It´s bitterly cold here at night. I don´t know what temperature it may be but it rains in the afternoon and evening so it can´t be below freezing but it´s awful close. Even when it is warm and sunny outside, it´s cold and dark indoors. Kara and I are splitting a single bed. S10 per bed (not per head) the way it should be makes this the cheapest place we´ve stayed yet, slightly less than $2 per person. But being frugal has its ups and downs, strikes and gutters, as the Dude says. The bed is small....and cold. I move a lot in my sleep, roll from side to side, normally not a problem...when it´s warmer. But the wool blankets tend to move with me pulling them (accidentally!!) from Kara. We both haven´t slept well here.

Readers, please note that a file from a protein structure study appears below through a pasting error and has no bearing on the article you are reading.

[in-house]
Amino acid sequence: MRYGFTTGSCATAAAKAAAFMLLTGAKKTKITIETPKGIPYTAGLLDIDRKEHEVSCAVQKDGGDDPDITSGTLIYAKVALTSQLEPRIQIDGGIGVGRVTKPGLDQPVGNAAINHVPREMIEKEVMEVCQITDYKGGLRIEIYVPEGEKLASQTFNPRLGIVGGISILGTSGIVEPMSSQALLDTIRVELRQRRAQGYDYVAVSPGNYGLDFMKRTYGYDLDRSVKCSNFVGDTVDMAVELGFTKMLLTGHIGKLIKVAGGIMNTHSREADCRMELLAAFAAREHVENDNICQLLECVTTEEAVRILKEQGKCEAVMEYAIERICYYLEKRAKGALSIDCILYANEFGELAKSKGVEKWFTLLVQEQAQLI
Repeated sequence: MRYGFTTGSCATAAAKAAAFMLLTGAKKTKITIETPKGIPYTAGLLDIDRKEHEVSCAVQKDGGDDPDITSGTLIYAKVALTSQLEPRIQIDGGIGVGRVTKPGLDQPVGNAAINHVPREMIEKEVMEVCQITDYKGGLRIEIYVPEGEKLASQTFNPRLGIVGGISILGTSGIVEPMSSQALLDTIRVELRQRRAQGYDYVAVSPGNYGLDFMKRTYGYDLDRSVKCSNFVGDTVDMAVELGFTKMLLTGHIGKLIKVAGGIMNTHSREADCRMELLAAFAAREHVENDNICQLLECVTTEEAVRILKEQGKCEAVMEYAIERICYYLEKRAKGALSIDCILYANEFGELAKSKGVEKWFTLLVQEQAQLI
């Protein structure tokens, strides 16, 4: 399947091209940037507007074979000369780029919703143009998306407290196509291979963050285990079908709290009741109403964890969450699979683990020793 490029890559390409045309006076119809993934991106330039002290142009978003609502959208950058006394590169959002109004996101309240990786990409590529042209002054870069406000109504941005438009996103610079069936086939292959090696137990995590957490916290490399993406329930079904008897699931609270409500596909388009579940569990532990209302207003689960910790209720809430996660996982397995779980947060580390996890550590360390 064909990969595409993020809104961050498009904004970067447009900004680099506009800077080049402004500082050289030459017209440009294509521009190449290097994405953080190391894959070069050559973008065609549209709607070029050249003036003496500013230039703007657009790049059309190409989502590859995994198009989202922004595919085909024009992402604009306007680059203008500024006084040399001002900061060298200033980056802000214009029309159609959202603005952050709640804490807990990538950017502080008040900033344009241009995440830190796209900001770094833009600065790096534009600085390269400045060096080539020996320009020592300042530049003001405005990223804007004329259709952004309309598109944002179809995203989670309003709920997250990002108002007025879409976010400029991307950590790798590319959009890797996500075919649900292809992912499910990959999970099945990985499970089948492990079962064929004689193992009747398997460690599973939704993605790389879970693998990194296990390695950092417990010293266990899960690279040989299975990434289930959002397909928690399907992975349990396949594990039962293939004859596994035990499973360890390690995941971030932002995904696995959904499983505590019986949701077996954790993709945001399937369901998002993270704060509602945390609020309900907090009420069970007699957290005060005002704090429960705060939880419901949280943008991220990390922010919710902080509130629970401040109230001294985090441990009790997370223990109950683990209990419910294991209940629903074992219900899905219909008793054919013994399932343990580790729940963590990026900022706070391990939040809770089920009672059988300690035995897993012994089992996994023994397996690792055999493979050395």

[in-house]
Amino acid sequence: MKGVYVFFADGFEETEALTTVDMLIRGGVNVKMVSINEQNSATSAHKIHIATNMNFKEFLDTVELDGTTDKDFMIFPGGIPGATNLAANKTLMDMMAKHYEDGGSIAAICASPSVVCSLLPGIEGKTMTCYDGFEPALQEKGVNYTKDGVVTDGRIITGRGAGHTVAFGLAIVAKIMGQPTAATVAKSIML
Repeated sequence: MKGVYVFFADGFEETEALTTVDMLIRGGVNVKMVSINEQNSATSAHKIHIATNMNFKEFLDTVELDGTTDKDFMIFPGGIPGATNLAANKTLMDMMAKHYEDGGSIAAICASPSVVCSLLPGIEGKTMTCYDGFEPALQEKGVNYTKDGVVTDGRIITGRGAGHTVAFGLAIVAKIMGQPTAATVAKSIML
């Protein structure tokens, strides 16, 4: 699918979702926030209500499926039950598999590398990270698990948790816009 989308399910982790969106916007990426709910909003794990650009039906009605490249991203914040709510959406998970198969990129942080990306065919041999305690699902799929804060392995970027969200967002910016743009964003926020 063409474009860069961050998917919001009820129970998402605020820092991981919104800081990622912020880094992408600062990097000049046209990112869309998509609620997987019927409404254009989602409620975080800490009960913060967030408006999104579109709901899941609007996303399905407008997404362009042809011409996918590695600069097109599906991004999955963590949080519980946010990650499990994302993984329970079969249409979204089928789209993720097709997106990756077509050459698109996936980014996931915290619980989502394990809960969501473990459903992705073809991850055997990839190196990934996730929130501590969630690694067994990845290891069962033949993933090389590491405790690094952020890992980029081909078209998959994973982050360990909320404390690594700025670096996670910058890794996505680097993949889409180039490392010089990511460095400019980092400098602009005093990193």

Sleep or no sleep, or bad sleep, hasn´t thwarted us from rising early to get a head start on a beautiful hike or trek. This morning we left at 7 to hike down to some thermal baths flowing from the depths of the mountain. we asked some locals for directions (there´s two ways of getting there) and everyone seems to give the longer, harder and safer way of getting there. The faster, easier way is supposed to be very narrow at points, on the side of a cliff, and dangerous. Faster AND dangerous you say?! We´ll take that one! We were supposed to take the trail towards el Mirador de Oskune, a lookout over a beautiful waterfall. Where the trail splits, we should stay left and follow (i.e. find your way from there). Something about a canal, then down, down, down. So we head out down the trail and find what seems to be the split in the trail on the left. We start up this narrow rarely used trail bushwhacking through the brush and avoiding cacti. This doesn´t seem to be right but someone told us something along the likes of "up and over." This must be the up. We eventually reached a stone road. Not so much a road you could put a truck on (you couldn´t) but enough for a family and four donkeys hauling concrete bags to their fields to build a stone shelter or terraced wall. We had inadvertently 1: not found the right split in the trail and 2: somehow bushwhacked our way up a steep hill to the harder, longer way to the hot springs. Oh well. The hike down into the canyon was beautiful none the less. Every hillside had new or ancient terraced fields. Wildflowers of every color dotted the landscape and wouldn´t you know it, another condor walking from its cold slumber flew right over our heads!